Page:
WAAPA 3rd Year Acting students: Stuff Happens

Roundhouse Theatre

Review: Robert Housley

The ego-driven machinations of government have been on nauseating display in recent days, the result of which is a newly minted Australian Prime Minister. The king is dead, long live the king… until the next self-inflicted beheading.

When this type of behaviour is amplified across the globe and its players are among its most powerful countries, the ramifications for all involved are inordinately more serious. Especially for the losing side.

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WAAPA 3rd Year Acting students in David Hare’s Stuff Happens. Photos Jon Green

English dramatist David Hare’s history play Stuff Happens dives headlong into the cesspit of world politics at its worst: the fiasco preceding the US-led 2003 invasion of Iraq by the so-called ‘coalition of the willing’. It is essentially a blow-by-blow account of how the US administration prosecuted its case for the invasion based on the falsehood that Iraqi despot Saddam Hussein had ‘weapons of mass destruction’ and that he might share them with al-Qaeda terrorists. The precursor to this was Al-Qaeda’s brazen and deadly  9/11 attack on US soil using four high-jacked commercial planes.

The play includes an abundance of historical fact – speeches and press conference material, projected photographs – and many fictionalised conversations among the main players.

The dense writing is rich with story, characters and drama, making it a perfect vehicle for WAAPA’s graduate acting students to literally strut their stuff.  And stuff-strutting they did. Not arrogantly but with the confidence they’ll need when shortly they venture in to the real world of cut-and-thrust professional acting.

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And they were impressive. All 17 of them! I half expected a chariot to feature because, as in the classic Ben-Hur analogy, this in mainstage theatre terms is a cast of thousands.  Not that including the entire graduating year was gratuitous. Only a handful of them in the principle roles played a single character; the others had three or more to portray.

This meant that perfecting multiple accents of the global players was the rule rather than the exception. Again, the cast on the whole did admirably with these and necessarily so; poorly realised accents jar and therein undermine the authenticity of performances.

To separate one cast member from another is near impossible in what was a uniformly high performance across the board. But I had a favourite: Jarryd Dobson’s portrayal of US President of the day George W. Bush.  Bush typifies some individuals in public life who appear more caricature than character, much like his current and equally dangerous successor. He is ripe for harvest and Dobson absolutely nails the accent, mannerisms and vocal delivery of this American oddball.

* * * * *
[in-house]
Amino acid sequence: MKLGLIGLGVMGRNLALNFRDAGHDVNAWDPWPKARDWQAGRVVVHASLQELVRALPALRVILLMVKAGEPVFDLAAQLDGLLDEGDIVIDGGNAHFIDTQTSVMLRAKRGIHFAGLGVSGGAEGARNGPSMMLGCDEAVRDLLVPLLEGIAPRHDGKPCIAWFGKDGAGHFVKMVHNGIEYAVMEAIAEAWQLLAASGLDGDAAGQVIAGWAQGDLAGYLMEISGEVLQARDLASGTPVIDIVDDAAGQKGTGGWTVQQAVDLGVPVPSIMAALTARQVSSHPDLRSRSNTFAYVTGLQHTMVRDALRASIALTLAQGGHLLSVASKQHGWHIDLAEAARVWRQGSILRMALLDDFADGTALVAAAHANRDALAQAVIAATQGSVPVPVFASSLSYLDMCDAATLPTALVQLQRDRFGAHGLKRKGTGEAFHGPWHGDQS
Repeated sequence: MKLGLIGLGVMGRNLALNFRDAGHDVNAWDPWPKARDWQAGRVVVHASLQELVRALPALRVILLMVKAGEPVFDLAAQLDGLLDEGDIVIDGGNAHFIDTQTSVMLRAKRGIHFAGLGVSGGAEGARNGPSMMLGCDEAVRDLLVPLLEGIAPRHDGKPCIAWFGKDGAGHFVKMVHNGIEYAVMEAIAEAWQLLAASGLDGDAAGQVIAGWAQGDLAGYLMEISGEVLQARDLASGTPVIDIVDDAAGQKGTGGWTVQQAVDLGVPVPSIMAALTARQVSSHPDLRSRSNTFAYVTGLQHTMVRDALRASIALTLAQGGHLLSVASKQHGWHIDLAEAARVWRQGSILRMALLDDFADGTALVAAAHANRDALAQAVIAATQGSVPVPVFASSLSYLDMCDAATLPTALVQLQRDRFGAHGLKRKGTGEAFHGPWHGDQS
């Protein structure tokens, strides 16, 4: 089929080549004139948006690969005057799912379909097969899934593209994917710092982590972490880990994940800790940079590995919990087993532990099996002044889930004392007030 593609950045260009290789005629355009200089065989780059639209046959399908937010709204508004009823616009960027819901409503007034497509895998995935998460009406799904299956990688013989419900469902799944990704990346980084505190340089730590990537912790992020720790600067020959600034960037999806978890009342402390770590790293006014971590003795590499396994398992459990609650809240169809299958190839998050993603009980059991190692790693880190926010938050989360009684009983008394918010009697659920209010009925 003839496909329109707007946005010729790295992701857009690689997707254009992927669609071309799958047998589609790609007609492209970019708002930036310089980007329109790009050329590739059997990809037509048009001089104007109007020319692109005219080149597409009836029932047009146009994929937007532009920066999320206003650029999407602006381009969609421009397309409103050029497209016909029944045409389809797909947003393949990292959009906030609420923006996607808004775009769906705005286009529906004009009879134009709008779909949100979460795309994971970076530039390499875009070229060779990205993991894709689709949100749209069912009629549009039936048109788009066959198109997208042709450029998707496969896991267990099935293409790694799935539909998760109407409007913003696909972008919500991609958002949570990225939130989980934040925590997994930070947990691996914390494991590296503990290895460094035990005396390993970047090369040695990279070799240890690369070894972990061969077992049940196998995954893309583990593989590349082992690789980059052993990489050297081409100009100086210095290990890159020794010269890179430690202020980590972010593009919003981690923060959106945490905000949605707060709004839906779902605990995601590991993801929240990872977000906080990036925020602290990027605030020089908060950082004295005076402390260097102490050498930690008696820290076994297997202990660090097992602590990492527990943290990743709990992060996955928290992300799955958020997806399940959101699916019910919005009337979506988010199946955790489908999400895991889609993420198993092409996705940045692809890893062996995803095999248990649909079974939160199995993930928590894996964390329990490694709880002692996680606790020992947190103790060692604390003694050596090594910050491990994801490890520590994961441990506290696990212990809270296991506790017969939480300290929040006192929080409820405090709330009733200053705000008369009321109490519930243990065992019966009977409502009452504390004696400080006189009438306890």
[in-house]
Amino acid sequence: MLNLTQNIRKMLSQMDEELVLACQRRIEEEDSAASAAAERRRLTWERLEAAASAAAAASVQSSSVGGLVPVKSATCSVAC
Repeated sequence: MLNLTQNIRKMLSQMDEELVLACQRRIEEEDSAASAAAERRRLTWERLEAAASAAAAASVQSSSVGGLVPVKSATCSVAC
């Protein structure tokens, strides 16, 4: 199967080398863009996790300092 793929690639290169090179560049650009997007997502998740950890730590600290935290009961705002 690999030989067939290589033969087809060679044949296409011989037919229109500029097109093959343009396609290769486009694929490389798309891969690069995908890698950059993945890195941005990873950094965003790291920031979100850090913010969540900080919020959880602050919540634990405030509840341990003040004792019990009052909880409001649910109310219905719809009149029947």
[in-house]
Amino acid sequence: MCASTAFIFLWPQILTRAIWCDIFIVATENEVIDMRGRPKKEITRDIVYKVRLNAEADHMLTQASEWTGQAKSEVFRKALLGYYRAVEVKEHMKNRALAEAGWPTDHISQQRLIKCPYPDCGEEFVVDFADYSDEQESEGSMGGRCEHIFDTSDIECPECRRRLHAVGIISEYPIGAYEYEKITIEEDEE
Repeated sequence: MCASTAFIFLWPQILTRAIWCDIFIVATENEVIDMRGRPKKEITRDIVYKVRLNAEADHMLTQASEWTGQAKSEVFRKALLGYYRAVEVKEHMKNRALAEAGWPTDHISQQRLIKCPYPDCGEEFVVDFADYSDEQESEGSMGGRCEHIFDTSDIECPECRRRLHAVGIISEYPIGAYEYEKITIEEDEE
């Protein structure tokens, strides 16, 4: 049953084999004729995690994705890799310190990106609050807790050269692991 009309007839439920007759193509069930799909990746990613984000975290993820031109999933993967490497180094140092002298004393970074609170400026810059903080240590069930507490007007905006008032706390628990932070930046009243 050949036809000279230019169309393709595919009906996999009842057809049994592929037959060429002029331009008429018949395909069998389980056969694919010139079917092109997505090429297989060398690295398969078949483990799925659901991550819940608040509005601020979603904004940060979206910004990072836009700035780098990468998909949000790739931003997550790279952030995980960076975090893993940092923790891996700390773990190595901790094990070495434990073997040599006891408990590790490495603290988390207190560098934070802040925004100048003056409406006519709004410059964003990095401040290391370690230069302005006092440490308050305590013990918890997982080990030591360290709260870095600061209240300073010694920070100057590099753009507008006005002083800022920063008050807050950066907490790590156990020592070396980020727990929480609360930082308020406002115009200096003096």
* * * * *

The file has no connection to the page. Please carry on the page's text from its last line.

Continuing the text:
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One of the peculiarities of the casting is that many of the male roles are played by females, notably Shannon Ryan’s impeccable transposition of the English Prime Minister Tony Blair, Lily Stewart’s rendition of irksome US Deputy Secretary of Defense Paul Wolfowitz and Jessie Lancaster’s trés elégant, haute couture-attired French Prime Minister Dominque de Villepin. While it was likely undertaken in part for expediency – most of the roles are male but only half the cast are – it was a clever device employed by guesting American director Gregg T. Daniel.

Daniel is a gifted pro who has energised this history play with contemporary vision and an unrelenting vigour. To maintain perpetual motion throughout 160 minutes of text-heavy dialogue is no mean feat and he achieved it with aplomb. This is exemplified during one symbolic Oval Office scene in which Bush converses with UN weapons inspector Hans Blix (Sam Corlett).  Bush pushes his desk – which, like many of the transitional furnishings, is on castors – around the edge of the Roundhouse Theatre’s semi-circular stage, while Blix follows him on foot.  The invasion of Iraq is about to happen and there is no stopping it.

Stuff Happens is a sobering history lesson with no conclusion. More than 100,000 Iraqis and approximately 4,500 US killed soldiers have been killed since the invasion, there are still around 9,000 American troops on the ground and Iraq is a conflict-ridden failed state.

Stuff Happens is performed at the Roundhouse Theatre ECU, 25 – 30 August at 7.30pm.